Handling missing values
When data values are missing for some marker or trait, all test statistics for that marker or trait need to be adjusted for a smaller number of observations. For the expression data, missing values are easily handled since the ranking algorithms will give NaN’s the highest rank. By setting the entries corresponding to missing values in D to zero in R, eq. (1) still produces the correct sums of ranks, while the matrix multiplication
where Z is the N × K matrix with Z(n,k) = 0 whenever D(n,k) = NaN and 1 otherwise, produces the corrected number of individuals in the ith group of the mth marker for the nth trait. Replacing the constant K in eq. (2) by a N × M matrix K where K(n,m) is the number of non-missing samples for trait n and performing element-wise division and substraction operations then gives the correct test statistic for all pairs.
Handling missing genotype data is less easy because the expression ranks that need to be adjusted are specific to each marker-trait combination (e.g if a marker has a missing value where a trait has rank r1, then all samples with ranks r = r1 + 1,…,K need to be lowered by 1). KruX uses the fact that missing genotype values are generally due to sample quality and therefore patterns of missing values are often repeated among markers. For each unique missing value pattern, a new genotype matrix for all markers with that pattern and a new expression data matrix with the corresponding samples removed are constructed to calculate the test statistics for all affected marker gene combinations. Missing genotype data increases the computational cost of the algorithm considerably and it is recommended to limit the number of missing values by only considering markers with a sufficiently high call rate.
Handling tied data
In the presence of tied observations, the statistic in eq. (2) needs to be divided by a factor , where the summation is over all groups of ties and T = t3 - t for each group of ties, with t the number of tied data in the group . The factor T is automatically computed for each trait during the ranking step and the matrix S is therefore easily corrected using element-wise matrix operations (Matlab version only). Whereas ties are usually rare in standard gene expression datasets, the ability to handle tied data expands the scope of kruX to count-based, discretised or qualitative data types.
Since kruX needs to create intermediate matrices of size N × M, where N is the number of traits and M the number of markers, which do not usually fit into memory for large datasets, kruX supports the use of data ‘slices’ to divide the complete data into manageable chunks. In typical applications, the number of markers is one or two orders of magnitude larger than the number of traits. Therefore the default behaviour of kruX is to keep the expression data as a single matrix and simultaneously test all traits against subsets of markers. The user can provide either a slice size and kruX will process marker blocks of this size serially, or a slice size and initial marker and kruX will process a single slice starting from that marker. The latter option allows trivial parallelisation across multiple processors.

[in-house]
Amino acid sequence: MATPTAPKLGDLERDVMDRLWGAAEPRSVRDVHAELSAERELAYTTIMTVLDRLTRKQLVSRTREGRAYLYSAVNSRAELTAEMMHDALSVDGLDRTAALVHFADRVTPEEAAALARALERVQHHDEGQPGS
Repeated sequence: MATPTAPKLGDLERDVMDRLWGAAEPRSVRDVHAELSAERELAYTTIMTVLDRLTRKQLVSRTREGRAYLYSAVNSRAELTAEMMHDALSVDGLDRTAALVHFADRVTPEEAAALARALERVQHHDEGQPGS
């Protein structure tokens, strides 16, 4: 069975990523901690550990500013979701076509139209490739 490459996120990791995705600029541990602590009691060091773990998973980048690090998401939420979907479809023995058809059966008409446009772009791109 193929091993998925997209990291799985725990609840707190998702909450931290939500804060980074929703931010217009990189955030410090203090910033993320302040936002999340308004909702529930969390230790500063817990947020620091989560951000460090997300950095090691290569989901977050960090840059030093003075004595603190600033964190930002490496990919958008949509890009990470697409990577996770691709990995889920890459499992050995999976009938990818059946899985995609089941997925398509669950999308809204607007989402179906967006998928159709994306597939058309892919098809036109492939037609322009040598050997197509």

Results and discussion
To test kruX we provide example analysis scripts and a small anonymised dataset of 2,000 randomly selected genes and markers from 100 randomly selected yeast segregants . Here we describe an application of kruX on a human dataset of 19,610 genes and 530,222 SNP markers measured in 102 whole blood samples from the Stockholm Atherosclerosis Gene Expression (STAGE) study . All SNPs in the dataset had minor allele frequency greater than 5%, no missing values and probability to be in Hardy-Weinberg equilibrium greater than 10-6.
kruX is exact and fast
We first confirmed that kruX produces the same results as testing marker-trait combinations one-by-one using the built-in Kruskal-Wallis functions to verify the correctness of our implementations. To test the performance of kruX we divided the genotype data into slices of variable size and extrapolated the total run time from running a single genotype data slice against all expression traits and multiplying by the number of slices needed to cover the entire set of 530,222 SNPs. The total run time rapidly decreases until a genotype slice contains about 1,000 SNPs and stays almost constant thereafter. On a laptop with 8 GB RAM, the limit is reached at around 3,000 SNPs per slice after which run time sharply increases again due to memory limitations (Figure 1). We therefore recommend a genotype slice size of around 2,000 markers, resulting for this dataset in around 250 separate jobs, which will take around 2,500 seconds (42 minutes) when run serially on a single processor. By comparison, the total extrapolated run time when computing all 19,610 × 530,222 associations one-by-one using the built-in Kruskal-Wallis function on the same hardware as in Figure 1 are respectively 4.8 · 107 (256 GB, 2.20 GHz server) and 2.6 · 107 (8 GB, 2.70 GHz laptop) seconds such that kruX is respectively 17,000 and 11,000 times faster on this particular dataset. On the same dataset and hardware, the comparatively simpler matrix operations for the parametric tests in matrix-eQTL took respectively 5 minutes (linear model) and 7.4 minutes (ANOVA model).
Figure 1. kruX runtime on STAGE data. Total extrapolated single-CPU run time in seconds for the Matlab implementation of kruX for different numbers of SNP markers per data slice (see main text for details). Green squares are times on a high-memory server with 256 GB RAM and 2.20 GHz processor and red circles are times on a laptop with 8 GB RAM and 2.70 GHz processor. The insert shows the continuation of the green squares upto a slice size of 10,000 markers.
The Kruskal-Wallis test is more conservative than corresponding parametric tests